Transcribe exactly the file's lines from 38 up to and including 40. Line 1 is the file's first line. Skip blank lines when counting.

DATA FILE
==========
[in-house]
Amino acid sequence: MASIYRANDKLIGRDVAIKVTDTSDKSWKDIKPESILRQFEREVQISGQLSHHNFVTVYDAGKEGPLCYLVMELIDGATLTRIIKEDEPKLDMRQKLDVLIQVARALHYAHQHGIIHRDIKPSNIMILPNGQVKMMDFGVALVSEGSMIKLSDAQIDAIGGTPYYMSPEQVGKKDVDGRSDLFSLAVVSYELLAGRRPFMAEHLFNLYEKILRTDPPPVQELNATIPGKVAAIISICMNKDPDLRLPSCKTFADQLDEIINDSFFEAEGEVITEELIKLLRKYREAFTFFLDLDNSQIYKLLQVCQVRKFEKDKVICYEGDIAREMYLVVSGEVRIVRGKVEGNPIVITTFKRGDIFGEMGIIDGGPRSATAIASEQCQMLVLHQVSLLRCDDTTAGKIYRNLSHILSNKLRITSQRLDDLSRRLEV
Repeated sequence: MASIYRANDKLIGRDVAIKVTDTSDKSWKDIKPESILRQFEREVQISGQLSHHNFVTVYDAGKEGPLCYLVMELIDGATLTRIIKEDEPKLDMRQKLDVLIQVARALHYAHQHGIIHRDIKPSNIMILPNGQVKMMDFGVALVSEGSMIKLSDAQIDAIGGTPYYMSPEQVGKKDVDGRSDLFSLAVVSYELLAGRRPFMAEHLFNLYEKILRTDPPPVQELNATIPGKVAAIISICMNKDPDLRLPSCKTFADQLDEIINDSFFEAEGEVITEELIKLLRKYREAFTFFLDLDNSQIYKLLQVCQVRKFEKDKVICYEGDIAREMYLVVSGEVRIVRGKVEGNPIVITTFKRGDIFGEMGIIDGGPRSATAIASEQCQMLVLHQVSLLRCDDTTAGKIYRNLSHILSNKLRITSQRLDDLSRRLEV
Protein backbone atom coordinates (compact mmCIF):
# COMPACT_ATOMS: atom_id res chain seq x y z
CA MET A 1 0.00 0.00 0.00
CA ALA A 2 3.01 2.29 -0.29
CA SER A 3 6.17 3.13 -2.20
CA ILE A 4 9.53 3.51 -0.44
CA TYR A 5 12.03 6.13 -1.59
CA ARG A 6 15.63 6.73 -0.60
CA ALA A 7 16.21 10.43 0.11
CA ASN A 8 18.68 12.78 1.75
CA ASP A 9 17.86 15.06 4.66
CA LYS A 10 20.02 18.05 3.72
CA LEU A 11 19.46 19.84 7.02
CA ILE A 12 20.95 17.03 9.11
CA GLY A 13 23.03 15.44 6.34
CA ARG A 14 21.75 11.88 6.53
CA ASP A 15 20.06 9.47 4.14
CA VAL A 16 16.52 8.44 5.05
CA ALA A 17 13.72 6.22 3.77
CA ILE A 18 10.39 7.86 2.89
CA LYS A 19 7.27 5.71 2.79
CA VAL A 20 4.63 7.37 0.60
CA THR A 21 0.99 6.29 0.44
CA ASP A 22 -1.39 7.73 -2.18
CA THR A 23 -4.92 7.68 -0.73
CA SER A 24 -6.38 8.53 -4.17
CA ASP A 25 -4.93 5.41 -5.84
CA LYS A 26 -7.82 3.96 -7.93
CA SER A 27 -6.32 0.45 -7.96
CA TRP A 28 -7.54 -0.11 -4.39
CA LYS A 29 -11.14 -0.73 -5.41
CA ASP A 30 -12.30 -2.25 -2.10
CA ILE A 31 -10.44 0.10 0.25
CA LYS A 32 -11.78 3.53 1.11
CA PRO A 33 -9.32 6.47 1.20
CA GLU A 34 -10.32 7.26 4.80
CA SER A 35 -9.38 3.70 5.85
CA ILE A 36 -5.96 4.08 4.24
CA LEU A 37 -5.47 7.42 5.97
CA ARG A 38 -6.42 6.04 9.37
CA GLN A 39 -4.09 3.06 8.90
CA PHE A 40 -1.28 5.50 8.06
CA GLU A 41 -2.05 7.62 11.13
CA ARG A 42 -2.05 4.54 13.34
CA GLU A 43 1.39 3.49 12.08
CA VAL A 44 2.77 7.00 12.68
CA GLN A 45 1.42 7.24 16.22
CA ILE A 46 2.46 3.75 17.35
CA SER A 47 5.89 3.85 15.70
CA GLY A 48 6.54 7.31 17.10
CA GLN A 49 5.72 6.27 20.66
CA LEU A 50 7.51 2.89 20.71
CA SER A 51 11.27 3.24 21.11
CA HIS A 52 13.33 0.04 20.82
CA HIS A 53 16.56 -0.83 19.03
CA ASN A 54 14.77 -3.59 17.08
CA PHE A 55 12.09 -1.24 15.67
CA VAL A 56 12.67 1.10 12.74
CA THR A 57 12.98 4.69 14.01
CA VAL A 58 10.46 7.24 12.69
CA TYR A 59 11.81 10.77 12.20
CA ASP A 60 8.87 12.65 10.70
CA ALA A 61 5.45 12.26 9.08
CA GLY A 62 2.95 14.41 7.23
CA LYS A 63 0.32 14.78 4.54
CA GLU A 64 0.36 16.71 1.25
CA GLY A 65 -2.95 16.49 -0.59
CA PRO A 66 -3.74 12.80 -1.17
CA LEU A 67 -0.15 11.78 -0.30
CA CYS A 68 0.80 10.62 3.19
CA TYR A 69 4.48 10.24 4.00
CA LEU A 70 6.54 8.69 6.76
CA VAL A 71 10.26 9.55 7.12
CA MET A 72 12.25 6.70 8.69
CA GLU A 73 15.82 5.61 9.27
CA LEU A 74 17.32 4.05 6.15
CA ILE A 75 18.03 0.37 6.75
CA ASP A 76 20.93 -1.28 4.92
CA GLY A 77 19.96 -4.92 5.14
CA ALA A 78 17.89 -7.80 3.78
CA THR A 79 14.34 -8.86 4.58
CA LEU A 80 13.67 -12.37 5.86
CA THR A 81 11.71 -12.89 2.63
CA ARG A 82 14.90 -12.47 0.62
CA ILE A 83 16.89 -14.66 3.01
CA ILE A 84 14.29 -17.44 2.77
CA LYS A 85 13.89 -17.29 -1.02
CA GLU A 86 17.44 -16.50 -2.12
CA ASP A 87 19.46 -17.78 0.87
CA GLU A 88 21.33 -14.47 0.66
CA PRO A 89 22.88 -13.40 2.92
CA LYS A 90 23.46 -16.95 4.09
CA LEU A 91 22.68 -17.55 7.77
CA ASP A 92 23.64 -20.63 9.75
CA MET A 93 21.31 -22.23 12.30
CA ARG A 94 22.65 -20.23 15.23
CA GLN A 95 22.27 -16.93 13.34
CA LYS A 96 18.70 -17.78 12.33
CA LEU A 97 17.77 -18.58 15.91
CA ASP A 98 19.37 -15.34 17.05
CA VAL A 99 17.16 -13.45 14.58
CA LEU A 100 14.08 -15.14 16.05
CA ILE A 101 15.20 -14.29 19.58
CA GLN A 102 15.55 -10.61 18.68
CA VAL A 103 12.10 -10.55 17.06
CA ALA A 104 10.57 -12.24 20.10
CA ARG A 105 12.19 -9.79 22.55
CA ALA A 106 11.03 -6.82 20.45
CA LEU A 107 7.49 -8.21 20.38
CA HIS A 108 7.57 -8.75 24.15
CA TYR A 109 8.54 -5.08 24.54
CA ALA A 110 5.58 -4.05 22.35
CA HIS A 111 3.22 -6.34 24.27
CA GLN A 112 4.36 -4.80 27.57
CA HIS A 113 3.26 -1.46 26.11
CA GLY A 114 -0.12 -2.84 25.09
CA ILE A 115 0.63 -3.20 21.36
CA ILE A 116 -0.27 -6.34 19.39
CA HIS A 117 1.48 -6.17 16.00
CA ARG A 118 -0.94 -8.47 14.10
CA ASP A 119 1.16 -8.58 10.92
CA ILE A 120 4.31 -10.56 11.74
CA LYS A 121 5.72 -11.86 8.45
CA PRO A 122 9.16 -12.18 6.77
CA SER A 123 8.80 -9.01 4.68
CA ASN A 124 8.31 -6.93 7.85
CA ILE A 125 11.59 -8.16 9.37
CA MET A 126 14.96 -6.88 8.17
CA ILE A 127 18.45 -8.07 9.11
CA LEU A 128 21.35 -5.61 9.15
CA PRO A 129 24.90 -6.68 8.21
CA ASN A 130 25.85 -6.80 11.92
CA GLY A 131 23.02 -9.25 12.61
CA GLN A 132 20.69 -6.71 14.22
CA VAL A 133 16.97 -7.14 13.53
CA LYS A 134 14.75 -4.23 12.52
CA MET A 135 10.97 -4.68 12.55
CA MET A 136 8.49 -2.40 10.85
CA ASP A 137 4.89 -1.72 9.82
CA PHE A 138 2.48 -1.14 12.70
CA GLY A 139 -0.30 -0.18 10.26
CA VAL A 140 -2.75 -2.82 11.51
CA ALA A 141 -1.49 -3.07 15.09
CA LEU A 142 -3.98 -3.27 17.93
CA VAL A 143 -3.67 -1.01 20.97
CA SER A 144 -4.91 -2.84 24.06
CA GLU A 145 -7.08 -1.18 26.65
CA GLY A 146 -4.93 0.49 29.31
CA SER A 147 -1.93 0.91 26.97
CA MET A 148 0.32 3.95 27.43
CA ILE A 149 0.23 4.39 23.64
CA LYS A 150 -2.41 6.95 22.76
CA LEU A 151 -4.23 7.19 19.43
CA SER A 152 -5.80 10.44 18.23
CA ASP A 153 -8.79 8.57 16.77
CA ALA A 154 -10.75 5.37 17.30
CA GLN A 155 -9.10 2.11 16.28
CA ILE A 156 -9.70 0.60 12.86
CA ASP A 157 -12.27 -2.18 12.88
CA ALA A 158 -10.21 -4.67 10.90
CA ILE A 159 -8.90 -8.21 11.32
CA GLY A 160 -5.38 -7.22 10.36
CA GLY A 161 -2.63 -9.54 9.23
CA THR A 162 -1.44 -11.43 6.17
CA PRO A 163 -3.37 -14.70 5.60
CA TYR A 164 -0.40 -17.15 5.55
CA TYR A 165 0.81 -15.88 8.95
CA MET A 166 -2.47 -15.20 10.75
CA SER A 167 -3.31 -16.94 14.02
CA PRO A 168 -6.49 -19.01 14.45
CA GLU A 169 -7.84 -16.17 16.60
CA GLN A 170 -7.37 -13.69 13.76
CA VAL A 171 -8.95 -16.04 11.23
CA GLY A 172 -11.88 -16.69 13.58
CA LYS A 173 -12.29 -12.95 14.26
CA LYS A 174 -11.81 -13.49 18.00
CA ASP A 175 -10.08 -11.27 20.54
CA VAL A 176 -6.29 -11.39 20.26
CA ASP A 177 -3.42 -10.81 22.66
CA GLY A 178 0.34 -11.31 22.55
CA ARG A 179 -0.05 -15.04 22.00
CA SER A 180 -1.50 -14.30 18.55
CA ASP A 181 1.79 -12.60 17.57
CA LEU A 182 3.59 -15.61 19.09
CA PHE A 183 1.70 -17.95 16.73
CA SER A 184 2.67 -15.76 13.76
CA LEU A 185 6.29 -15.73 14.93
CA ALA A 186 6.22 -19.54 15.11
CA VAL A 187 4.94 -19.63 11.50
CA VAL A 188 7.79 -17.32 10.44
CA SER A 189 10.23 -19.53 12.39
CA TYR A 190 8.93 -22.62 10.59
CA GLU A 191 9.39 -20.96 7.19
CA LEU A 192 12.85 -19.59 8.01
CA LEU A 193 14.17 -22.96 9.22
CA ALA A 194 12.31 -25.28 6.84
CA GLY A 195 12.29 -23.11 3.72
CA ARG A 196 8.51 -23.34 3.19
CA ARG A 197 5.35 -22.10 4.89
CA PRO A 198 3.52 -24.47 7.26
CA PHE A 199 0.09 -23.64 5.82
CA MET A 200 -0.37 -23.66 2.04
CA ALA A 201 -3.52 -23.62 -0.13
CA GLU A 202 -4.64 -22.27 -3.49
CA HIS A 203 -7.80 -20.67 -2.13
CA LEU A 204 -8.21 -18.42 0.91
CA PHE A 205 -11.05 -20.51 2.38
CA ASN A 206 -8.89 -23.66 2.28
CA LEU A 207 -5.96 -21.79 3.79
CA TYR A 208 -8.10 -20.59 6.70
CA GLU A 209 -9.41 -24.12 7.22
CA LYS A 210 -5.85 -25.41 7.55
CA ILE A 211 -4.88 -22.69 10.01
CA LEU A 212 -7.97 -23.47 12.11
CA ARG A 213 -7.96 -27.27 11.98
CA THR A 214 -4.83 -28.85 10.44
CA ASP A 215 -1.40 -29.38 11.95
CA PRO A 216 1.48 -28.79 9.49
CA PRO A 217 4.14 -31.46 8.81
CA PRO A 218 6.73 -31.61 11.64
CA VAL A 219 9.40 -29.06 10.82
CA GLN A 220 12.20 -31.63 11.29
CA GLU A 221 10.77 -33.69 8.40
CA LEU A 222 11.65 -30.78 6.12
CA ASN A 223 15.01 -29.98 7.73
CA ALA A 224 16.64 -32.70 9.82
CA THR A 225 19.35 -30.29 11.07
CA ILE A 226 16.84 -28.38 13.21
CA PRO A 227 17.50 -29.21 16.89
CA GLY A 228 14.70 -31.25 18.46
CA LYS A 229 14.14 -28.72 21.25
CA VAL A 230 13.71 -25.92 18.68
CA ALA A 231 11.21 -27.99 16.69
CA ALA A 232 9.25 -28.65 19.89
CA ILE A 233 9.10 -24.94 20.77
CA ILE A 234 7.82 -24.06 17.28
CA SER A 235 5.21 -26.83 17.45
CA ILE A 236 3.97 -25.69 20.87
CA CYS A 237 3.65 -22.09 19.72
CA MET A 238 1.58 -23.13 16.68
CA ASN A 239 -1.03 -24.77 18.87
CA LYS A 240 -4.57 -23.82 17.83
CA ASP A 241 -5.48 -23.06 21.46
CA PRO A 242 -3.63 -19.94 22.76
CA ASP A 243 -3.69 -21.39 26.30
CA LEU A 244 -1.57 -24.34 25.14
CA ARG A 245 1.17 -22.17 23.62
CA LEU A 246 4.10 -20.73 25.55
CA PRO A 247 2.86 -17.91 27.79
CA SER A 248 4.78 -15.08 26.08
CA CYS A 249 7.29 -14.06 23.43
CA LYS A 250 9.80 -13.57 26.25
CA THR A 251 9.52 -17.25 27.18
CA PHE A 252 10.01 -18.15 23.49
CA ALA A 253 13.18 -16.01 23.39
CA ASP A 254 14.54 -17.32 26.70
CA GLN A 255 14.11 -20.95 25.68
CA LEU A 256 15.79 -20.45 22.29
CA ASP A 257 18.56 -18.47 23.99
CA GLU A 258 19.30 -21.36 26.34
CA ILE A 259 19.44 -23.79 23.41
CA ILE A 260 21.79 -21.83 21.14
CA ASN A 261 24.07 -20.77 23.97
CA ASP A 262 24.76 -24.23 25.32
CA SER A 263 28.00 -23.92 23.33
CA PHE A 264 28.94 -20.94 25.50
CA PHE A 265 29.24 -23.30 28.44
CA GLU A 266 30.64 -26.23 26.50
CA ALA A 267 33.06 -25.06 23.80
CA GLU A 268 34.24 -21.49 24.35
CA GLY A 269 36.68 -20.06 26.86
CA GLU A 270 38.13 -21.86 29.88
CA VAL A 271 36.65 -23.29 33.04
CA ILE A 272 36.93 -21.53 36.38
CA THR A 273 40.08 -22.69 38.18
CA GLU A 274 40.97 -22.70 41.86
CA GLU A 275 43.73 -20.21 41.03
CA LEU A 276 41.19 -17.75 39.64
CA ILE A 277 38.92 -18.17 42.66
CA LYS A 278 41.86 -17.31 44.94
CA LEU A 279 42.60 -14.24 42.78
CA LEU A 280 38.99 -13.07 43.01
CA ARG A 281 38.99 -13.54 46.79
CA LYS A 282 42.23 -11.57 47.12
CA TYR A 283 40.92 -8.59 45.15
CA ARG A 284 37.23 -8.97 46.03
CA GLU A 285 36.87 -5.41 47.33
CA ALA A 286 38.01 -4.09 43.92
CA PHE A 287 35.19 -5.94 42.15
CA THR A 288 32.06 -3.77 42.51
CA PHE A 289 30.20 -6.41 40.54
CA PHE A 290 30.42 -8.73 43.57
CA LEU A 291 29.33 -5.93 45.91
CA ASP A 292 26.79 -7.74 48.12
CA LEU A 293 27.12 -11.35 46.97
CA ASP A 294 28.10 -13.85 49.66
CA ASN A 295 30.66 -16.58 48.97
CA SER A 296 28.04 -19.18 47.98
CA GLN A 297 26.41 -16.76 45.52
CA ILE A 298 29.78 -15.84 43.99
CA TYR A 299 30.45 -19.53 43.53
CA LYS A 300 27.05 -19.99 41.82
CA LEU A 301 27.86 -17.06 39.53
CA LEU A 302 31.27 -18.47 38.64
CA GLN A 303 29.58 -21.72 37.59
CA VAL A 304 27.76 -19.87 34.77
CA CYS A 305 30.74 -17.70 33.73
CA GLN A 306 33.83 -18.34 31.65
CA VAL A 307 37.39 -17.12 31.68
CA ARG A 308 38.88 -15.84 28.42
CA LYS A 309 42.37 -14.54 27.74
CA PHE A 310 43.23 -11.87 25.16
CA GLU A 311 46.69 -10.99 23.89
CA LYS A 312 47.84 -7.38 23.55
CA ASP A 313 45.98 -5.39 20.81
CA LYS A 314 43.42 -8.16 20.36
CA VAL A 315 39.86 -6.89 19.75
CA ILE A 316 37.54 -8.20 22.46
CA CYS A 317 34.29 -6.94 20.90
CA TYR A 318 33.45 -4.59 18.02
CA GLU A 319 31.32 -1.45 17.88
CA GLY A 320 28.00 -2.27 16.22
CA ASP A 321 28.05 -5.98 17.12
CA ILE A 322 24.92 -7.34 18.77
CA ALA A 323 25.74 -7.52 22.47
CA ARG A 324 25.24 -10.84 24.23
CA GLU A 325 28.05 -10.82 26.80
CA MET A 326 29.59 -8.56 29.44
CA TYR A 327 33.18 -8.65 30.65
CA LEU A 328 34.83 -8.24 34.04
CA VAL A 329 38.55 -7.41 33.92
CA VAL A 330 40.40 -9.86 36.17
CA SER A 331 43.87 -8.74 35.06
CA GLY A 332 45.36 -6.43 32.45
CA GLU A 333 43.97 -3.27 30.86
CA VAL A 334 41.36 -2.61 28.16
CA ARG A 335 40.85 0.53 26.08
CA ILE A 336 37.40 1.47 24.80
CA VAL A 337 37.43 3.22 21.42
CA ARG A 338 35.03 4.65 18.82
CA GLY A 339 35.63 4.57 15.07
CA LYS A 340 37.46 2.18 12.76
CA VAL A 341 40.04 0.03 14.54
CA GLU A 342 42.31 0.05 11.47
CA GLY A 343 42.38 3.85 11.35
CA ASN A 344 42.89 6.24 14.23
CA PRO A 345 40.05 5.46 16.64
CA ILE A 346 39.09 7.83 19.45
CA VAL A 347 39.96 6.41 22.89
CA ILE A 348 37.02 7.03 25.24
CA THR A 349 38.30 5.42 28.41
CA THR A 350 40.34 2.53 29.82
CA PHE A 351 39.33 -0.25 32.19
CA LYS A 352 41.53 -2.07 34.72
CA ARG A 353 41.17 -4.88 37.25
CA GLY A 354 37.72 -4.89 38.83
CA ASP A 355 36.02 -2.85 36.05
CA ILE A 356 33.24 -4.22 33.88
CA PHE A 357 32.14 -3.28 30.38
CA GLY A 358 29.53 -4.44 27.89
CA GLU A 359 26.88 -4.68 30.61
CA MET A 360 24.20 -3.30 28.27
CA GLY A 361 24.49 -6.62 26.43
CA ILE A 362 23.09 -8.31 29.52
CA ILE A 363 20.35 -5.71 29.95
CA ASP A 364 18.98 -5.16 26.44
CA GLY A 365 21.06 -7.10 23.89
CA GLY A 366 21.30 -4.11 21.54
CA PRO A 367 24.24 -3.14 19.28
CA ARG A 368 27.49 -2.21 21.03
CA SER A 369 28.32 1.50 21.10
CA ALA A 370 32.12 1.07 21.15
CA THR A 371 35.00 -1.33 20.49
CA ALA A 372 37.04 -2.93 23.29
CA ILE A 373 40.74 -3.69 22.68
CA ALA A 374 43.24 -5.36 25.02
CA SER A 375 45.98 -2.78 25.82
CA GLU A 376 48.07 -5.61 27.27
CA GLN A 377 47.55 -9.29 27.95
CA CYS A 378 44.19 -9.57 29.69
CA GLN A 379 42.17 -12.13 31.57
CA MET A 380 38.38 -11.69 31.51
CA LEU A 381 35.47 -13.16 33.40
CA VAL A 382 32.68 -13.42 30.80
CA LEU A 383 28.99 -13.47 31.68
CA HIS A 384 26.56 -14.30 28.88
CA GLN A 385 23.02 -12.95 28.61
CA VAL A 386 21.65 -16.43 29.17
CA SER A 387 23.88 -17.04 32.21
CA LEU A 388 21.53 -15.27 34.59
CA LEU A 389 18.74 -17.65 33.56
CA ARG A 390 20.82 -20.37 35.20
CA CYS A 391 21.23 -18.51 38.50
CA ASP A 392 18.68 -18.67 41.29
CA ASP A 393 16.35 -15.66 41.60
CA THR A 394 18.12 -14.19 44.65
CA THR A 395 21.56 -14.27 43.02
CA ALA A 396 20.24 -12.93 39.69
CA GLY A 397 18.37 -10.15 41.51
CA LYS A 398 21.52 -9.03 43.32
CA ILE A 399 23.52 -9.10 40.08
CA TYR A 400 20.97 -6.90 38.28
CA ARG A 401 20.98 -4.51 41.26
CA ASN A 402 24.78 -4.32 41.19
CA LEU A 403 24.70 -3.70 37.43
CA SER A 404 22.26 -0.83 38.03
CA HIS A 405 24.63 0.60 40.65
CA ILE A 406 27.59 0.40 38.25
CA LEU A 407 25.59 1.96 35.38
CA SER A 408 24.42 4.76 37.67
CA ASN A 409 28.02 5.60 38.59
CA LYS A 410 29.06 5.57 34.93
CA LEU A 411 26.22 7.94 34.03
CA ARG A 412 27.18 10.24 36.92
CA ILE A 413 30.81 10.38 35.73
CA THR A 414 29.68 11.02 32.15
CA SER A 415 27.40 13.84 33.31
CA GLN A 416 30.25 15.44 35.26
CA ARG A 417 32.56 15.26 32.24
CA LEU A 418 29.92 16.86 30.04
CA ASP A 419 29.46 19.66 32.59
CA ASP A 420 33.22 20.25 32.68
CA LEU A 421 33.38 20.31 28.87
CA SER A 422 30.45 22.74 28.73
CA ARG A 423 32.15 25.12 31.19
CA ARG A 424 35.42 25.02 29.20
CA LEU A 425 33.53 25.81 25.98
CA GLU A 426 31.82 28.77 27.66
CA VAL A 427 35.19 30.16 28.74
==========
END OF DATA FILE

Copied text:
CA PRO A 33 -9.32 6.47 1.20
CA GLU A 34 -10.32 7.26 4.80
CA SER A 35 -9.38 3.70 5.85